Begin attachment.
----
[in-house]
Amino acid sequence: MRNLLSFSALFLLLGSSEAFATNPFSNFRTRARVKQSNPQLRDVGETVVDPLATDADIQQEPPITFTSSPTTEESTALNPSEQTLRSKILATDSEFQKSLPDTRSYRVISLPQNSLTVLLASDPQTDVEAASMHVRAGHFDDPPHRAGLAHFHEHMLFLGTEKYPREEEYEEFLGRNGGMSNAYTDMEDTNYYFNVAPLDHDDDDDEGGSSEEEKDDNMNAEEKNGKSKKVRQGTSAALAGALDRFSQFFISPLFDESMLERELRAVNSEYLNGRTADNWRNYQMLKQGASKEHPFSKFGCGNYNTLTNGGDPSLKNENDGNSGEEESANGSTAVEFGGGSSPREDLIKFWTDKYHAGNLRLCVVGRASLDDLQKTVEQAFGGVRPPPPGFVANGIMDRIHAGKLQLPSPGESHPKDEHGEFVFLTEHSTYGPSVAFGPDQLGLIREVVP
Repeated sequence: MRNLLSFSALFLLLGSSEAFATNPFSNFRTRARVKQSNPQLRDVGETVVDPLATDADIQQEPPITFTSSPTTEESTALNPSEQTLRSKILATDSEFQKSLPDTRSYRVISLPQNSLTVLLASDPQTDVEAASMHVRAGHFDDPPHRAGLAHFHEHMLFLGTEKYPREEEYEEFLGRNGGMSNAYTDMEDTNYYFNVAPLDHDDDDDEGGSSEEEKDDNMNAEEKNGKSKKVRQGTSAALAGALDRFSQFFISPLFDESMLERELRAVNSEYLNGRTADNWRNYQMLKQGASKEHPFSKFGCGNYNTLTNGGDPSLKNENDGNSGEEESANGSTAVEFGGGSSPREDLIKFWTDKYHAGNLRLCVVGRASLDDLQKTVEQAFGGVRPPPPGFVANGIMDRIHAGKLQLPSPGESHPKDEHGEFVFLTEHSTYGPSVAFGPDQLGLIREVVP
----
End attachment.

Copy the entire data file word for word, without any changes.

[in-house]
Amino acid sequence: MRNLLSFSALFLLLGSSEAFATNPFSNFRTRARVKQSNPQLRDVGETVVDPLATDADIQQEPPITFTSSPTTEESTALNPSEQTLRSKILATDSEFQKSLPDTRSYRVISLPQNSLTVLLASDPQTDVEAASMHVRAGHFDDPPHRAGLAHFHEHMLFLGTEKYPREEEYEEFLGRNGGMSNAYTDMEDTNYYFNVAPLDHDDDDDEGGSSEEEKDDNMNAEEKNGKSKKVRQGTSAALAGALDRFSQFFISPLFDESMLERELRAVNSEYLNGRTADNWRNYQMLKQGASKEHPFSKFGCGNYNTLTNGGDPSLKNENDGNSGEEESANGSTAVEFGGGSSPREDLIKFWTDKYHAGNLRLCVVGRASLDDLQKTVEQAFGGVRPPPPGFVANGIMDRIHAGKLQLPSPGESHPKDEHGEFVFLTEHSTYGPSVAFGPDQLGLIREVVP
Repeated sequence: MRNLLSFSALFLLLGSSEAFATNPFSNFRTRARVKQSNPQLRDVGETVVDPLATDADIQQEPPITFTSSPTTEESTALNPSEQTLRSKILATDSEFQKSLPDTRSYRVISLPQNSLTVLLASDPQTDVEAASMHVRAGHFDDPPHRAGLAHFHEHMLFLGTEKYPREEEYEEFLGRNGGMSNAYTDMEDTNYYFNVAPLDHDDDDDEGGSSEEEKDDNMNAEEKNGKSKKVRQGTSAALAGALDRFSQFFISPLFDESMLERELRAVNSEYLNGRTADNWRNYQMLKQGASKEHPFSKFGCGNYNTLTNGGDPSLKNENDGNSGEEESANGSTAVEFGGGSSPREDLIKFWTDKYHAGNLRLCVVGRASLDDLQKTVEQAFGGVRPPPPGFVANGIMDRIHAGKLQLPSPGESHPKDEHGEFVFLTEHSTYGPSVAFGPDQLGLIREVVP